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June 29, 2007

Roger Federer


THE MODERATOR: Questions, please.

Q. Roger, that was quite straightforward?
ROGER FEDERER: Yeah, it was great. I was very pleased with the performance because I knew the danger against Marat, like I said in my previous press conference.
It was really tricky conditions, swirling winds and a tough opponent. I was doing a good job of keeping the ball in play, keeping the ball low to his forehand with my slice and took my chances.
So I expected him to serve well in one of the three sets at least, so I think that's why he got close in the third set and the wind stopped and it was easier to play.

Q. You played really well. How much credit do you give the fact that you're playing a guy like Marat who is such a high quality player?
ROGER FEDERER: Yeah, I don't know if I played phenomenal, I just think I played the right way against Marat today. Really kept the balls in play. Served well when I had to. You know, moved well, returned pretty good, so I just did what I really had to, and that's what I was hoping to do.
I could kind of just neutralize him from the baseline, and it was hard for him. I had a quick first set obviously, so he was right away under pressure, and a pretty good start to the second set, too. So he was down two sets to love, and from then on it was too late and I played a great tiebreaker.

Q. When someone plays you on grass or wherever, they know it's going to be tough, but it's equally as tough just to get a set off you. It must be quite intimidating for players; are you aware of that, that you rarely even lose a set here?
ROGER FEDERER: Well, I guess that's what happens with streaks, when you're on such a big streak like I am now. Rafa was on clay. You wonder who's going to win a set. I still believe grass is kind of easier to win a set because if you serve well and it kind of falls your way, you're going to win a set.
Whereas on clay, Rafa has got so much room, and it seems like it's just different, you know?
Anyway, for me it's definitely good to keep on winning, keep on winning in straight sets. Maybe the intimidating factor is there, but I don't really care too much about that, I just want to play good tennis.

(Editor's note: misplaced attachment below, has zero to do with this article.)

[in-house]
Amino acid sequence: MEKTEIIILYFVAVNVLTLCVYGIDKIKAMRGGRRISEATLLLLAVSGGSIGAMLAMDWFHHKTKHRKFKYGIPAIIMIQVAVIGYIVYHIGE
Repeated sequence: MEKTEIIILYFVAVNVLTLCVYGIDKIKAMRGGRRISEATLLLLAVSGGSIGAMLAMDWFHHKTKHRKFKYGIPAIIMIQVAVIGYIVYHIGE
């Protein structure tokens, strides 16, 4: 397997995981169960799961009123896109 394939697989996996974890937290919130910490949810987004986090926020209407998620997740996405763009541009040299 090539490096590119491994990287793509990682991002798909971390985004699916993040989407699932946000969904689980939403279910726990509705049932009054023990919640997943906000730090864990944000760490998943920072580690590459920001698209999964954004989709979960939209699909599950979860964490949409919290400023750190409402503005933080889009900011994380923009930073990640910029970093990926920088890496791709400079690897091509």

Q. Did you feel really, really confident on your serve? You seemed to serve well throughout, but right at the end of the first set and the first couple points in the tiebreak did you have a really good feel on your serve?
ROGER FEDERER: Yeah, you know, you go through different serves throughout the whole match, and when it comes to the crunch you want to pick the best one and you have to take into consideration where is his best return, where is your best serve, are you going to stay back, are you going to stay in, are you going to mix it up.
So you have to really take the right decision at the right time. I thought my serves down the T were working well on both sides. They paid off. He couldn't get the returns back, and it only took one minute to win the last tiebreaker, and it was crucial I served well because anything else I think would have been not good enough in the tiebreaker.

Q. I remember reading a quote when you were saying that a long time ago you had to choose between two ways, which way to approach your career, a talented way, kind of laid back and easygoing and enjoying life, and the second one is hard-working way, you know, total commitment, and you chose the second one. Do you think in Marat's case, for example, he's obviously a very talented guy and he won two Grand Slams, of course, but he would be the one who would choose probably not the way you've chosen?
ROGER FEDERER: Well, I mean, I can't talk about his career because I don't know what he does when he's not at tournaments, and I don't eat dinner with him every night. So I don't know. But I'm sure Marat worked very hard also in his career. You must work hard to get to the point where we are, to play all year long on a solid base.
He's won plenty of big matches, you know, especially five-setters. He's got a phenomenal record, so he must be fit, especially match tough. You can put it down to talent to one degree, but I think he also chose the way of hard-working, but just he never changed on the court. He was always very emotional. You saw it again today.
I changed that. That's why I look maybe much, much more professional now. I don't know if I am, but I'm trying my best and work extremely hard off the court, and I would expect Marat to do the same thing.